Dr. Masters co-founded wunderground in 1995. He flew with the NOAA Hurricane Hunters from 1986-1990. Co-blogging with him: Bob Henson, @bhensonweather
By: Dr. Jeff Masters , 2:27 AM GMT on August 29, 2012
Hurricane Isaac is ashore over Southeast Louisiana, having officially crossed the coast on the Mississippi Delta 90 miles southeast of New Orleans at 7:45 am EDT on August 28. Isaac intensified right up until landfall, striking with 80 mph winds and a central pressure of 970 mb. The storm's large size and large 50 - 60 mile diameter eye kept the intensification rate slow today, but it came quite close to becoming a significantly more dangerous storm. That's because at landfall, Isaac was in the midst of establishing a small inner eyewall within its large 50-mile diameter eye, a very rare feat I've never seen before. Usually, when an eye first forms, it gradually contracts, eventually becoming so small that it becomes unstable. An outer concentric eyewall then forms around the small inner eyewall, eventually becoming the only eyewall when the inner eyewall collapses. But Isaac is a very unusual storm that has continually surprised us, and this inside-out concentric eyewall formation fits the storm's unusual character. The storm isn't in a hurry to move fully inland, and has slowed down to a crawl this evening. This will give the storm the opportunity to keep its center mostly over water a few more hours, and maintain hurricane strength into the early morning on Wednesday.
Figure 1. Radar reflectivity image from New Orleans as Isaac made landfall at 6 pm CDT August 28, 2012.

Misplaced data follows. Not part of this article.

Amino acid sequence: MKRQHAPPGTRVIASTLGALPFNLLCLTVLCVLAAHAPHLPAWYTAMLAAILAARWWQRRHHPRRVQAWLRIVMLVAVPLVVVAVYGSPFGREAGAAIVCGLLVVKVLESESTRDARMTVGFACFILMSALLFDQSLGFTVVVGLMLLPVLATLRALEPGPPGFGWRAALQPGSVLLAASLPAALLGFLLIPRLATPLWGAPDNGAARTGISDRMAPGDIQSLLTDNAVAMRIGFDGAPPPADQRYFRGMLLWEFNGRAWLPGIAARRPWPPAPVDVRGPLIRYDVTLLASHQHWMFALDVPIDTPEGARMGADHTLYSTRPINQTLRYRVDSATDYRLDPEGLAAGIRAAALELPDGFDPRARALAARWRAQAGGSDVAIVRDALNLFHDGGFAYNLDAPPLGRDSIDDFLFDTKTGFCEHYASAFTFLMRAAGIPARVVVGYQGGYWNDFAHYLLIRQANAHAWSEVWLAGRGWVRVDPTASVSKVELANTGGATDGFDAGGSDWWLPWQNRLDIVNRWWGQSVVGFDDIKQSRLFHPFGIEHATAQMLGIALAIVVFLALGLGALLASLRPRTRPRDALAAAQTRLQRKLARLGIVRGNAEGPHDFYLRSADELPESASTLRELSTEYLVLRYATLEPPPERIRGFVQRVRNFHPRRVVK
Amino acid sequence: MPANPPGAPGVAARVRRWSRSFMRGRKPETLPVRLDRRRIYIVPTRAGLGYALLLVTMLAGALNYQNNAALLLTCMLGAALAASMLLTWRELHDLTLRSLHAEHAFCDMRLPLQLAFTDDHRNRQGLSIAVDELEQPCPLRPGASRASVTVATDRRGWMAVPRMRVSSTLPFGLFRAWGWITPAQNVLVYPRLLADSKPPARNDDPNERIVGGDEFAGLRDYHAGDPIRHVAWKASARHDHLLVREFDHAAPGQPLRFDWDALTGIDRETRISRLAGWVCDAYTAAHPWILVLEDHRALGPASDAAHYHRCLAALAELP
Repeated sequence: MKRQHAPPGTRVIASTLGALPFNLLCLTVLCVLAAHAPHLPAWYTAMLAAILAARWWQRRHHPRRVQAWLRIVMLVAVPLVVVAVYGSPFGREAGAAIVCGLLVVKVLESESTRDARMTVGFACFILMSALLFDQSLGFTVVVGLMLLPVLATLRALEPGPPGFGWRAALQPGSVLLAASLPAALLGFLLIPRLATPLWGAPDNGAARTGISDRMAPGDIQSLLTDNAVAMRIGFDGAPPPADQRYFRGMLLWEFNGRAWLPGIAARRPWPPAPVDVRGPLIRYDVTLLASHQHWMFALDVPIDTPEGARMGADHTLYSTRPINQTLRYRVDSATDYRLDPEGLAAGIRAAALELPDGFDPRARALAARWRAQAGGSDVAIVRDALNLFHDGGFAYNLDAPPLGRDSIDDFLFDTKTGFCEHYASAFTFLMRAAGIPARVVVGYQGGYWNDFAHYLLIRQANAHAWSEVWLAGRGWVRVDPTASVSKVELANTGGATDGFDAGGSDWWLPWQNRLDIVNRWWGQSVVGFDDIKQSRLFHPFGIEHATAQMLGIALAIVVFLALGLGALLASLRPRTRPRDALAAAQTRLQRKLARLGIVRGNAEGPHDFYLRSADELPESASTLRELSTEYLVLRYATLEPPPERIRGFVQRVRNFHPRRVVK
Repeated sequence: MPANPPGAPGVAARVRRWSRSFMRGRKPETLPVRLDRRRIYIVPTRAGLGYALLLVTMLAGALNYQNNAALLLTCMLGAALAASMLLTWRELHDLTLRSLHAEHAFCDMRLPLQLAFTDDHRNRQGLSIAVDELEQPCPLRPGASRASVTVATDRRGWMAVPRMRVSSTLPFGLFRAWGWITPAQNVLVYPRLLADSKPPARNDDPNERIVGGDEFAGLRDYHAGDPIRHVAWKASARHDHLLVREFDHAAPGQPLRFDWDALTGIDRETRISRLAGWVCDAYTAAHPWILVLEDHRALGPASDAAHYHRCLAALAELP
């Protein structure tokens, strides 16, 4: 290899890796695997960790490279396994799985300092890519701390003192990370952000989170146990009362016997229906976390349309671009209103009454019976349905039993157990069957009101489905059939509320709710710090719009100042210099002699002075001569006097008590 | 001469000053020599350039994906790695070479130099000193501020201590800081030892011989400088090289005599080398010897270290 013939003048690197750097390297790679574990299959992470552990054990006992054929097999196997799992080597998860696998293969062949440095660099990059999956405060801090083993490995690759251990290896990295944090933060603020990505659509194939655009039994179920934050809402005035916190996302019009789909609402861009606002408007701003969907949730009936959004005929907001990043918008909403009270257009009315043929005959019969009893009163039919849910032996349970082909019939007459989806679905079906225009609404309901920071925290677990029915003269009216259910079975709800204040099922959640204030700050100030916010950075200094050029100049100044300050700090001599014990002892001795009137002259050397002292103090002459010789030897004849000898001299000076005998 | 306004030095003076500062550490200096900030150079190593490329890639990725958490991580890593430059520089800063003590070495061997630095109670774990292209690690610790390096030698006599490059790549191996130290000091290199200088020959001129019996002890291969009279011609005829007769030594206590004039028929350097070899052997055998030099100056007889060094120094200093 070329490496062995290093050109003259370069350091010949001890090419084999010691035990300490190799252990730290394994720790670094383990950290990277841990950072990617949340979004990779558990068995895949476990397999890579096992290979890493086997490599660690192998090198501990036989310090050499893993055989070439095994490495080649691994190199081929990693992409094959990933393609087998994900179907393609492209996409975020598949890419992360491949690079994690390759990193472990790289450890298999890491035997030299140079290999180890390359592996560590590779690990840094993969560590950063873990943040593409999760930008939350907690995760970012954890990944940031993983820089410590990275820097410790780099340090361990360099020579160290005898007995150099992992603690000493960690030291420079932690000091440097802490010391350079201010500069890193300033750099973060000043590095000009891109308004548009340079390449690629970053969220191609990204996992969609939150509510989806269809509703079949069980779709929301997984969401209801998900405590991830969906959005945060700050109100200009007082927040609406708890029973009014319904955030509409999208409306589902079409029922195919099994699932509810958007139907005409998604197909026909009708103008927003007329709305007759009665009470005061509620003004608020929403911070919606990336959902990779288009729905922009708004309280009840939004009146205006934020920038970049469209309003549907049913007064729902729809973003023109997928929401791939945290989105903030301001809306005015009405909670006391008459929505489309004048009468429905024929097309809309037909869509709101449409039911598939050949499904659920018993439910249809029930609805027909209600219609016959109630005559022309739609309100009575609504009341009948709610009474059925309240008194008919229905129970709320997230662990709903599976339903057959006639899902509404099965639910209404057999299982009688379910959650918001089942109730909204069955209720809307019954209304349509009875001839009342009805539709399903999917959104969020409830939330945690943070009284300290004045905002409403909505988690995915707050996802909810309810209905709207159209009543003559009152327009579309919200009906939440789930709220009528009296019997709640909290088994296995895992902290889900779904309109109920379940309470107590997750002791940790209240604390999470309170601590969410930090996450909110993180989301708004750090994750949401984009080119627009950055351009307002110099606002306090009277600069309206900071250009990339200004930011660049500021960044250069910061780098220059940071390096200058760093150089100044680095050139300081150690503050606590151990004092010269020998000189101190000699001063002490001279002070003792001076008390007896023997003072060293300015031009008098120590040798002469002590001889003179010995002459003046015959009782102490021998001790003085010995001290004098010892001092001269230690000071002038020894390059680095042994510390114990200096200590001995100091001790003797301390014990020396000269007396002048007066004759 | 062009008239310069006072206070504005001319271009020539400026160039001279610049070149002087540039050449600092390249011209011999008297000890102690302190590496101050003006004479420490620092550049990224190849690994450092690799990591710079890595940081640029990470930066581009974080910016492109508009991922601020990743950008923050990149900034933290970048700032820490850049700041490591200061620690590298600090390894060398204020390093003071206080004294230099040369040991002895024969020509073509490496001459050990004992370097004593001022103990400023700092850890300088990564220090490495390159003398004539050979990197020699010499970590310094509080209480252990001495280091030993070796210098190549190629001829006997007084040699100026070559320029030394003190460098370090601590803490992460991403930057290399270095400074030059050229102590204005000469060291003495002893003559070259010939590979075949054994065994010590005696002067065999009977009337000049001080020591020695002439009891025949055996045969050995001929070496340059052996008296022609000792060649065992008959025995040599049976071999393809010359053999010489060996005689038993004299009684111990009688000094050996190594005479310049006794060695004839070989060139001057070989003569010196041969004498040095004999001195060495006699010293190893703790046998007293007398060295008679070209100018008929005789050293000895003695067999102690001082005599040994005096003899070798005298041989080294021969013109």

A dangerous storm surge event underway
Isaac is bringing large and dangerous storm surge to the coast from Central Louisiana to the Panhandle of Florida. At 10 pm EDT, here were some of the storm surge values being recorded at NOAA tide gauges:
6.2' Waveland, MS
9.9' Shell Beach, LA
3.0' Pensacola, FL
4.4' Pascagoula, MS
3.4' Mobile, AL
The 9.9' storm surge at Shell Beach, which is in Lake Borgne 20 miles southeast of New Orleans, exceeds the 9.5' surge recorded there during Category 2 Hurricane Gustav of 2008. Research scientists running a Doppler on Wheels radar located on top of the 16' levees in Plaquemines Parish near Port Sulphur, LA, reported at 8:30 pm EDT that a storm surge of 14' moved up the Mississippi River, and was just 2' below the levees. Waves on top of the surge were cresting over the west side of the levee. Needless to say, they were very nervous. Over the past hour, the surge has retreated some, and waves were no longer lapping over the top of the levee. This is probably due to the fact that we're headed towards low tide. A storm surge of 9.5' has moved up the Mississippi River to the Carrrollton gauge in New Orleans. This is not a concern for the levees in New Orleans, since the storm surge has now brought the river up to 2.5' above its normal water level, which was 7' low due to the 2012 U.S. drought. The highest rise of the water above ground level will occur Wednesday morning over much of Southeast Louisiana, Mississippi, Alabama, and the western Florida Panhandle, when the tide comes back in. It is clear now that this storm surge event will be as dangerous as that of Category 2 Hurricane Gustav of 2008. One piece of good news: NWS New Orleans successfully launched their 00Z balloon. However, their discussion noted the atmosphere is "saturated or nearly saturated" all the way up to 470mb, or 20,000 feet. Precipitable water was 2.76 inches, which will be ripe for extremely heavy rainfall.
Figure 2. Tide gauge data from Shell Beach, located on the south shore of Lake Borgne, just east of New Orleans. The green line shows the storm surge. The red line is the storm tide, the height of the water above Mean Sea Level (MSL.)
Portlight disaster relief charity responds to Issac
The Portlight.org disaster relief charity, founded and staffed by members of the wunderground community, have mobilized resources in advance of the arrival of Hurricane Isaac. Their crew, including 2 EMTs, is at the Biloxi Special Needs Shelter, and will be caring for shelter dwellers and doing rescues of people who call for help. Another team will be surveying all the shelters in the area to ensure that they are accessible to all people. You can donate to Portlight's disaster relief fund here.
I'll have more in the morning. Hunker down, New Orleans. It's going to be a long night.
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